Donald Woods (December 2, 1906 – March 5, 1998) was a Canadian-born American film and television actor whose career spanned six decades.
Born Ralph L. Zink in Brandon, Manitoba, Woods moved with his family to California and was raised in Burbank. He graduated from theUniversity of California, Berkeley and made his film debut in 1928. His screen career was spent mostly in B movies, although he occasionally scored a role in a prestige feature film like A Tale of Two Cities (1935), Anthony Adverse (1936), Watch on the Rhine(1943), The Bridge of San Luis Rey (1944), and Roughly Speaking (1945).
Of most importance to his acting career were several seasons as Leading Man with the Elitch Gardens Theatre Company in Denver, Colorado. He performed at the Elitch Theatre in 1933, 1932, 1939, 1941, 1947, and 1948.
In the early days of television, Woods appeared in Craig Kennedy, Criminologist, and such anthology series as The Philco Television Playhouse, Armstrong Circle Theatre, Robert Montgomery Presents, The United States Steel Hour, Crossroads, and General Electric Theater.
On April 11, 1961, Woods appeared as "Profesor Landfield" in the episode "Two for the Gallows" on NBC's Laramie western series. Series character Slim Sherman (John Smith) is hired under false pretenses to take Landfield into the Badlands to seek gold. Landfield, however, is really Morgan Bennett, a member of the former Henry Plummer gang who has escaped from prison. Slim has no idea that Lanfield is seeking the loot that his gang had hidden away. Series character Jess Harper (Robert Fuller) and Pete Dixon, played byWarren Oates, and Pete's younger brother, soon come to Slim's aid. The title stems from the talk that the undisciplined Dixon brothers might eventually wind up on a hangman's noose.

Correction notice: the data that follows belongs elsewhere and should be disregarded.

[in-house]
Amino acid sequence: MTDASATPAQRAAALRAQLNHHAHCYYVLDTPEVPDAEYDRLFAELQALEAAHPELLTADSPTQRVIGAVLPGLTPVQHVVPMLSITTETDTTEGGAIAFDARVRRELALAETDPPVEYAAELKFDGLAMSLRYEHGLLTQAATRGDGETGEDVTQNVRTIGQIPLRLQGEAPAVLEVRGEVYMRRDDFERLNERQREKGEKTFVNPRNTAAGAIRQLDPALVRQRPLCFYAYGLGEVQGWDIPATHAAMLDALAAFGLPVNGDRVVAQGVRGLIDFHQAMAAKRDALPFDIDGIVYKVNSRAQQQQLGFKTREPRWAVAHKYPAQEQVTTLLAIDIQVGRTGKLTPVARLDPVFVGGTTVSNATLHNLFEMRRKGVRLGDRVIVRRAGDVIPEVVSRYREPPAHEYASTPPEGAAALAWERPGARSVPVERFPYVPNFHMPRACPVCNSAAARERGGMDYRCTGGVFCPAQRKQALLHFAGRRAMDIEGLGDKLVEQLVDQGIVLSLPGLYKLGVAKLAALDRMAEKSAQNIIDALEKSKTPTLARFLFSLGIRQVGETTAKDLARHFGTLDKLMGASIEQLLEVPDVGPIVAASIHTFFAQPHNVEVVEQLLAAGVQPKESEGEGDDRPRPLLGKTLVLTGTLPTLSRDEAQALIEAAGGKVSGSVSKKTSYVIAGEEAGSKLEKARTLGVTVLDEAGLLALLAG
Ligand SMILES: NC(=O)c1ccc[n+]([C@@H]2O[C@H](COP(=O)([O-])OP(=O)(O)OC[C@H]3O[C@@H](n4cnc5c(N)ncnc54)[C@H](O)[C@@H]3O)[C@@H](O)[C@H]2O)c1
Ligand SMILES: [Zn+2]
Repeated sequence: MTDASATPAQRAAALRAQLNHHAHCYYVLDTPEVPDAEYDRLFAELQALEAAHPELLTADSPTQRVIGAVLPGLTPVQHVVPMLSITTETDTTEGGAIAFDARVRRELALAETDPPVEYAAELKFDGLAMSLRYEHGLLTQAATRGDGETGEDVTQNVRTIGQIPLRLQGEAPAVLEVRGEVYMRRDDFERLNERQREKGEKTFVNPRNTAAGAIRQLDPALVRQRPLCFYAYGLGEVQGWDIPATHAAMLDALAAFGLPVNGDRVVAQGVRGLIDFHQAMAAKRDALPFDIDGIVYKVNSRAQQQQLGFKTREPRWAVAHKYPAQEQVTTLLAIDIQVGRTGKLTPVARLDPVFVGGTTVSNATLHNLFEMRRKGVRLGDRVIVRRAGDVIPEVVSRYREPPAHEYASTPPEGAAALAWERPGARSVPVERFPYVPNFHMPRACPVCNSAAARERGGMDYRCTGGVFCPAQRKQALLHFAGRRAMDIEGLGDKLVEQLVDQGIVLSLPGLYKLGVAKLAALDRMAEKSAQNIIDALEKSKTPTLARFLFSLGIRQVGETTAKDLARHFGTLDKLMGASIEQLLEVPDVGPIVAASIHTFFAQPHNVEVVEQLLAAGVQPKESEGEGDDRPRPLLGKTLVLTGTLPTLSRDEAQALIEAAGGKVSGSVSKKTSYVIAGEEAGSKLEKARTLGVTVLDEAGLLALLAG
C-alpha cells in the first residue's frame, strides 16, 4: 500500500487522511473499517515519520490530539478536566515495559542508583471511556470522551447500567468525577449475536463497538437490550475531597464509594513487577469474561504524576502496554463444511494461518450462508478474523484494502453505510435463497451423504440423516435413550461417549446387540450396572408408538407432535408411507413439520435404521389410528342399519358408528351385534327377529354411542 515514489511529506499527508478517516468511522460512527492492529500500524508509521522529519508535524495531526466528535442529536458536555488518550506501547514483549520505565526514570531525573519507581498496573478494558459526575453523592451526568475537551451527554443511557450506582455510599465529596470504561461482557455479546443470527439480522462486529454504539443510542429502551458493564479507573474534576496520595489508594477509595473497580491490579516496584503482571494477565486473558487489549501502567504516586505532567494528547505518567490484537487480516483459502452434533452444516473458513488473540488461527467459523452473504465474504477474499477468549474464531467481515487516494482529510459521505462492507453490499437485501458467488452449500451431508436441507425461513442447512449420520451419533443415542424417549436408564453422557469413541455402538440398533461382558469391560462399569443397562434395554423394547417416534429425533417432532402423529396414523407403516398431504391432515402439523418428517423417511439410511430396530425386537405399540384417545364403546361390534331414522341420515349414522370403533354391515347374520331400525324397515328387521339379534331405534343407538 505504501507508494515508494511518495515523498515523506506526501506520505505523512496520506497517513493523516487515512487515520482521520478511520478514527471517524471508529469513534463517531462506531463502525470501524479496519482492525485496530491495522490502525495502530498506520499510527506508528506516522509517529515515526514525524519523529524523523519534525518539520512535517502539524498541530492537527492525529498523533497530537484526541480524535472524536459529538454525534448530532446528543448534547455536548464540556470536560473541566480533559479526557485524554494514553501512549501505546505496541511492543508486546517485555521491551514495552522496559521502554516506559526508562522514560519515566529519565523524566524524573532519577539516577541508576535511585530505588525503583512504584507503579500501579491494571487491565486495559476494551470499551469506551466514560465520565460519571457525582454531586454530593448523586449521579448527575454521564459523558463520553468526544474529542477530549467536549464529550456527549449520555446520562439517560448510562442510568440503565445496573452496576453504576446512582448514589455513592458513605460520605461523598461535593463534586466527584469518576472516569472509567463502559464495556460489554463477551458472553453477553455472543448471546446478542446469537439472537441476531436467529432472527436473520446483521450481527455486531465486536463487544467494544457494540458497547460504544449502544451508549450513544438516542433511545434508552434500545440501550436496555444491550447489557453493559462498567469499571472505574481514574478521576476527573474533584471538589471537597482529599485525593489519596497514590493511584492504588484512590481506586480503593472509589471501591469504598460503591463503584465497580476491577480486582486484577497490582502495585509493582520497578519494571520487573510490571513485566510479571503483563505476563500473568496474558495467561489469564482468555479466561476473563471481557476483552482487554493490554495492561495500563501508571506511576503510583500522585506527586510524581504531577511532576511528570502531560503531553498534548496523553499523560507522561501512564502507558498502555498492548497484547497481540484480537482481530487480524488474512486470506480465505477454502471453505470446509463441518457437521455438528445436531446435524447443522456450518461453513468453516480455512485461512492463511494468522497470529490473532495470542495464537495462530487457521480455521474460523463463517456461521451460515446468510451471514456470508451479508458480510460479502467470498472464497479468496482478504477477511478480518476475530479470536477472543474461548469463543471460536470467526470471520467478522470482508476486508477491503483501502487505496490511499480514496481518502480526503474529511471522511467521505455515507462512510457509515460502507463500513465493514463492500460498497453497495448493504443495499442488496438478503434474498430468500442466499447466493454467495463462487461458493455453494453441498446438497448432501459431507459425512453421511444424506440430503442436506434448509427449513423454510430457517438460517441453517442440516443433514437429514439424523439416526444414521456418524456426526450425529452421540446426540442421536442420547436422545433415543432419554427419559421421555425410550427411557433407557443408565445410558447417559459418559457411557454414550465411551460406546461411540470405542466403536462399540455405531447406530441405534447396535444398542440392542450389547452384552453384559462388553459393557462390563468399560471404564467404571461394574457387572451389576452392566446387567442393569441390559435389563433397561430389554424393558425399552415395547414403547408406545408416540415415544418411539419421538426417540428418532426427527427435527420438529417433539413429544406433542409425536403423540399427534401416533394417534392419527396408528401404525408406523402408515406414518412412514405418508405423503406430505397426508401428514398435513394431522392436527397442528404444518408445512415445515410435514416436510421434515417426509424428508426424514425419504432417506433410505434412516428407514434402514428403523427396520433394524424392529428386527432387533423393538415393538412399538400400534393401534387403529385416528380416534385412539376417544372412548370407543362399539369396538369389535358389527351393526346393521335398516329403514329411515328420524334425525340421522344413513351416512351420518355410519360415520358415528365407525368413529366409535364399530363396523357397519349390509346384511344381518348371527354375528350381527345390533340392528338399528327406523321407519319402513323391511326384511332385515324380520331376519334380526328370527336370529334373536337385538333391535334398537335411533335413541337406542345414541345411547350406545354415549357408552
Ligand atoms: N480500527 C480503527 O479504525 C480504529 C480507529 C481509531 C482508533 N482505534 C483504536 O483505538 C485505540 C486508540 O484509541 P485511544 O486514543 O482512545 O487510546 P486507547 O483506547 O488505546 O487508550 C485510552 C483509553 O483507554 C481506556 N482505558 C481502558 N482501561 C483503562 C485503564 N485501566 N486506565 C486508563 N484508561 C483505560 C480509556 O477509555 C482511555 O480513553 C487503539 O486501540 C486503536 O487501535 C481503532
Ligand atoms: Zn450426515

Woods later was a regular on the short-lived series Tammy and made guest appearances on Bat Masterson, Wagon Train, Ben Casey,77 Sunset Strip, Hawaiian Eye, Stoney Burke, Bonanza, Coronet Blue, Ironside, Alias Smith and Jones, and Owen Marshall: Counselor at Law, among many others.
Woods retired from acting in 1976 and become a successful real estate broker in Palm Springs, where he lived with his wife, childhood sweetheart Josephine Van der Horck. They were married from 1933 until his death, and had two children, Linda and Conrad.